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Home > Flying the Plane > Why does the pilot reduce the engine power after take off?
Why does the pilot reduce the engine power after take off?
Flying - Flying the Plane
Monday, 07 January 2008 20:26

Hi Capt Lim,

I find your site very interesting. A quick question, at about a minute or two after take-off, you can hear the pilot reduce power in the engines from maximum to somewhat less.

Does this mean that, for the rest of the journey, the engines are not at full power? What power are they set at generally?

Many thanks.

Pascal

Hi Pascal,

I have answered this question somewhere amongst my FAQ. After take off, you would hear the engines power being reduced at between 1000 to 1500 feet above ground level. This is usually to comply with noise abatement procedures of some particular airports located around populated city area. Noise abatement is a procedure whereby the engine thrust is reduced from the usual take off power, which is fairly noisy in some airplanes, to a setting that is lower and less noisy.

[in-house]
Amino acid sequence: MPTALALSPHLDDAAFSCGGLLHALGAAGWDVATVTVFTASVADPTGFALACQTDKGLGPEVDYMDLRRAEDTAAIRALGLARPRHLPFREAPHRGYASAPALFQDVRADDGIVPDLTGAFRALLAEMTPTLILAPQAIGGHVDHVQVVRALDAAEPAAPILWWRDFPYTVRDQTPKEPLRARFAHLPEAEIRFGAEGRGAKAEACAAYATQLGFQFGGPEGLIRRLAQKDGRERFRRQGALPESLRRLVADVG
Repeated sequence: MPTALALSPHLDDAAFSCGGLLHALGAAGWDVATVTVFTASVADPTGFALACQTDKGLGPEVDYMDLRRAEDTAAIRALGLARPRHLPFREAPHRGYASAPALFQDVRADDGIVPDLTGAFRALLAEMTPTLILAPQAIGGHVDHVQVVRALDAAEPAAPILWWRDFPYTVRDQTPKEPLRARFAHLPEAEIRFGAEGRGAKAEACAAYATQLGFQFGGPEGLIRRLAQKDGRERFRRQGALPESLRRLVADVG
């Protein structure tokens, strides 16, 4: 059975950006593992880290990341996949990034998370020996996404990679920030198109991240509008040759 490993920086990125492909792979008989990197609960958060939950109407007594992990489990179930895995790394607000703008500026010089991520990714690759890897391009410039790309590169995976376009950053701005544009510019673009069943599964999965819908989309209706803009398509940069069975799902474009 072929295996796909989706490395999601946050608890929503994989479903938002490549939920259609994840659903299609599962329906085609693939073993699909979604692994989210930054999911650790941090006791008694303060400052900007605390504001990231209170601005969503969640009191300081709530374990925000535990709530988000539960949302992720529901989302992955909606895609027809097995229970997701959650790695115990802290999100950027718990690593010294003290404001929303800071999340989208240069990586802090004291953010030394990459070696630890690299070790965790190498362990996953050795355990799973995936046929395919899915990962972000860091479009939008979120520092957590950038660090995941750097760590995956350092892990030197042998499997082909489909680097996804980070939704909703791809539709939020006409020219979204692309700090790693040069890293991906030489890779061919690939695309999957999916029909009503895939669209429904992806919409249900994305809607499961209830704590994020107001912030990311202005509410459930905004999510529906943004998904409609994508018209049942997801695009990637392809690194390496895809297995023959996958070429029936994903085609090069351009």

I am sure you are aware that many people who live along the take-off flight path are getting very sensitive over the noise of jet planes taking off at various times of the day. Pilots and Airlines can be fined for not adhering to this requirement.

Once an airplane has reached its acceleration altitude of 3000 feet, the climb power would be maintained until the cruising phase of the flight. At this point, the power is further reduced to an economical cruising power to achieve a speed of Mach 0.84 or around 550 mph on the Boeing 777.

So the engines are never at full power in cruise, except during the take off at the designed maximum take-off weight.

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References
Do you know of books or references that can verify what you said?

Mr. M , 31 May, 2014
Mr
As an airplane start to clim the amount of oxigen becomes lower so the Torque of the engine(s) is reduced, at cruice the pilot adjust the RPM a litle for best fuel comsumption and that's all
Juan Carlos Saavedra , 02 Nov, 2016

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